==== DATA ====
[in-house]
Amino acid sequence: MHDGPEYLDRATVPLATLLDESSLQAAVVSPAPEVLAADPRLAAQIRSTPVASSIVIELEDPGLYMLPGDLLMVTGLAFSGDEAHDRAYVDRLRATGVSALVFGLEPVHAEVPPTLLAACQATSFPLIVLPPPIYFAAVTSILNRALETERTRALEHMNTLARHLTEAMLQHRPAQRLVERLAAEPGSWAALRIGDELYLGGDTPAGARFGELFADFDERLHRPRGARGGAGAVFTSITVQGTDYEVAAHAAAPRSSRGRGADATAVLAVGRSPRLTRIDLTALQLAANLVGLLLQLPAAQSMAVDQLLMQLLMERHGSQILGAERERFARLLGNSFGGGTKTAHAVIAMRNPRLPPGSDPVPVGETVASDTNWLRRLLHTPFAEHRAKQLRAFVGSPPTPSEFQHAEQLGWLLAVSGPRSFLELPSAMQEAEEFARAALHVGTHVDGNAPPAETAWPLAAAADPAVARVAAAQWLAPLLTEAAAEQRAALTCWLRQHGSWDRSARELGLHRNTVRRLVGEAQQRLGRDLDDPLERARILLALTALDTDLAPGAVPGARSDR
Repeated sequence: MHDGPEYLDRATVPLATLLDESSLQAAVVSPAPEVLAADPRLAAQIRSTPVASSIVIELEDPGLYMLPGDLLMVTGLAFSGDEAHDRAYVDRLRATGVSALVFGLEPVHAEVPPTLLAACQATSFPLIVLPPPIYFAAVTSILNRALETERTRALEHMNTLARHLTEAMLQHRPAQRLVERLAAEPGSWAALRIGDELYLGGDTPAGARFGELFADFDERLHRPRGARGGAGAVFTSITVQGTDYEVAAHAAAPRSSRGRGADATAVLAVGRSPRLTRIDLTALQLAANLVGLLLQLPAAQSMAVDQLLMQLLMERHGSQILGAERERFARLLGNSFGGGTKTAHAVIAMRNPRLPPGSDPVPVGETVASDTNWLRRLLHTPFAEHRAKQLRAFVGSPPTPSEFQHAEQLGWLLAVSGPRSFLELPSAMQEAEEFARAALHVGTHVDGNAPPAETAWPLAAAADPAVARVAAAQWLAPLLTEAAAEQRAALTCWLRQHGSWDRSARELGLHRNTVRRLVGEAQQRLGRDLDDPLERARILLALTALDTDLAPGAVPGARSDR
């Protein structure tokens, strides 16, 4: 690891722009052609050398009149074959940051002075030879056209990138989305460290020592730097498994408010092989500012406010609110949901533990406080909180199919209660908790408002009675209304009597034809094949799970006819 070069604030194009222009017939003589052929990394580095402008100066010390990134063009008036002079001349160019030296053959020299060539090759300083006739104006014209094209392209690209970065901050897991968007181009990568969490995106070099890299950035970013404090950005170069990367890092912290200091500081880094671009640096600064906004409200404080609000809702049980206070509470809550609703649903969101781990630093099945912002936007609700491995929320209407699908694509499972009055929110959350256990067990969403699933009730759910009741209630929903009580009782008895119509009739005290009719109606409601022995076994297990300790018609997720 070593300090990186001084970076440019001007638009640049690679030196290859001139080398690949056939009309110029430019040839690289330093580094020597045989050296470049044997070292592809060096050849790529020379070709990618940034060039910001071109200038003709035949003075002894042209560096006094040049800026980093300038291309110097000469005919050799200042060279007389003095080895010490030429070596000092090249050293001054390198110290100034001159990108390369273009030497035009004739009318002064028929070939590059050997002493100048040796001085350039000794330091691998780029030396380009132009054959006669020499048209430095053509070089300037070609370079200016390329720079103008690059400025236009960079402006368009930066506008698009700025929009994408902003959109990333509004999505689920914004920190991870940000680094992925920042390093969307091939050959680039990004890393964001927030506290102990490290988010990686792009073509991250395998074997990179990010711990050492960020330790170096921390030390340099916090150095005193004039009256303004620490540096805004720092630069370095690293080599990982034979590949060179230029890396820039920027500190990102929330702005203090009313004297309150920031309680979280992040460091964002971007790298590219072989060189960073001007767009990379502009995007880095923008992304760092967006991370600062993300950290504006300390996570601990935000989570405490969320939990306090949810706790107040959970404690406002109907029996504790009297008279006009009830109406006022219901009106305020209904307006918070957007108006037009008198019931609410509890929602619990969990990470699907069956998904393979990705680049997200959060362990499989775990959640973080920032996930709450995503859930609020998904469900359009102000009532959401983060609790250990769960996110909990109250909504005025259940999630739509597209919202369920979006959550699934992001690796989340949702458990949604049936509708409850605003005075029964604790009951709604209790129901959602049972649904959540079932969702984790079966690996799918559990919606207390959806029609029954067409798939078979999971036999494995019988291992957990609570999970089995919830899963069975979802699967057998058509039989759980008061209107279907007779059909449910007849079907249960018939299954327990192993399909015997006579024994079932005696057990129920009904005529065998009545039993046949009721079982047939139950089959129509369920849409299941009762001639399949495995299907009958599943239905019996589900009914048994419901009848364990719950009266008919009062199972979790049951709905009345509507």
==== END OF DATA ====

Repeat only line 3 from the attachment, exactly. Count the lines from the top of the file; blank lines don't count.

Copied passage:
Repeated sequence: MHDGPEYLDRATVPLATLLDESSLQAAVVSPAPEVLAADPRLAAQIRSTPVASSIVIELEDPGLYMLPGDLLMVTGLAFSGDEAHDRAYVDRLRATGVSALVFGLEPVHAEVPPTLLAACQATSFPLIVLPPPIYFAAVTSILNRALETERTRALEHMNTLARHLTEAMLQHRPAQRLVERLAAEPGSWAALRIGDELYLGGDTPAGARFGELFADFDERLHRPRGARGGAGAVFTSITVQGTDYEVAAHAAAPRSSRGRGADATAVLAVGRSPRLTRIDLTALQLAANLVGLLLQLPAAQSMAVDQLLMQLLMERHGSQILGAERERFARLLGNSFGGGTKTAHAVIAMRNPRLPPGSDPVPVGETVASDTNWLRRLLHTPFAEHRAKQLRAFVGSPPTPSEFQHAEQLGWLLAVSGPRSFLELPSAMQEAEEFARAALHVGTHVDGNAPPAETAWPLAAAADPAVARVAAAQWLAPLLTEAAAEQRAALTCWLRQHGSWDRSARELGLHRNTVRRLVGEAQQRLGRDLDDPLERARILLALTALDTDLAPGAVPGARSDR